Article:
The relationship between Judge Howard Manning and North Carolina’s public education system is complicated. For years the veteran Wake County Superior Court judge has presided over the implementation of the the Leandro court ruling that requires that every student in the state be given the opportunity to obtain a “sound basic education.”
At times and to his great credit, Manning has railed at state leaders for not funding education programs adequately and just generally not doing what the state state constitution requires. At other times, however, he seems to buy in to the cockamamie notion so frequently espoused by the current leadership of the General Assembly that North Carolina can get where it needs to go simply by demanding better methods, higher standards and harder work from teachers and school administrators.
Both of these aspects of Manning’s oversight of the case are on display in this article in today’s Raleigh News & Observer which details a new report he has released on the subject. Though Manning rightfully blasts the state for not doing nearly enough to lift student learning and achievement, his conclusion (later echoed by a spokesperson for state Senate leader Phil Berger) that teachers and principals already have all the tools they need is just absurd.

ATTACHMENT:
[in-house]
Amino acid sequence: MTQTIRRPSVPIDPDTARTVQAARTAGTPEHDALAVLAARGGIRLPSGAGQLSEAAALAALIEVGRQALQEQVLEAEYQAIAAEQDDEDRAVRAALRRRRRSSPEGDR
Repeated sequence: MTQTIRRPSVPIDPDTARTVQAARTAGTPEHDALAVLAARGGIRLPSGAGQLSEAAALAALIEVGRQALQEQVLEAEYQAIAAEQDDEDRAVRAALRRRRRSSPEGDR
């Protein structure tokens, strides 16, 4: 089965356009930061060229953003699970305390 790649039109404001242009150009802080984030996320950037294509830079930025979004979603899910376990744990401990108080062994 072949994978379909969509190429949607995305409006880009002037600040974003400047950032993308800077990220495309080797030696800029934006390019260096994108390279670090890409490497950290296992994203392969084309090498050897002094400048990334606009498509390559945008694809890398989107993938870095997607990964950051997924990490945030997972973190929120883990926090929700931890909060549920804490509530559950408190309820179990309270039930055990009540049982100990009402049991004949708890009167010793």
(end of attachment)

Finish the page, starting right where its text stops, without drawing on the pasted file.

Indeed, if Manning or Berger really believes this, both of them (and their staffers too) would do well to take the time to spend a month in one of the state’s less-well-off public schools trying to deal with the amazing challenges our teachers are presented with every day. Just spend a month, Judge Manning and Senator Berger, trying to deal with children who come to school hungry from a dysfunctional home environment, the parents who are alternately hostile and/or AWOL, the mountains of paper work, the lack of alternative schools and mental health services, the pressure to teach to endless standardized tests, the lack of textbooks, the growing class sizes, the long hours and the rapidly shrinking pay checks and then see if you still feel that the folks working in our public schools “have all the tools they need.”
The guess here is that all of you might be singing a different tune if you ever had the courage to really experience the reality up close and personal.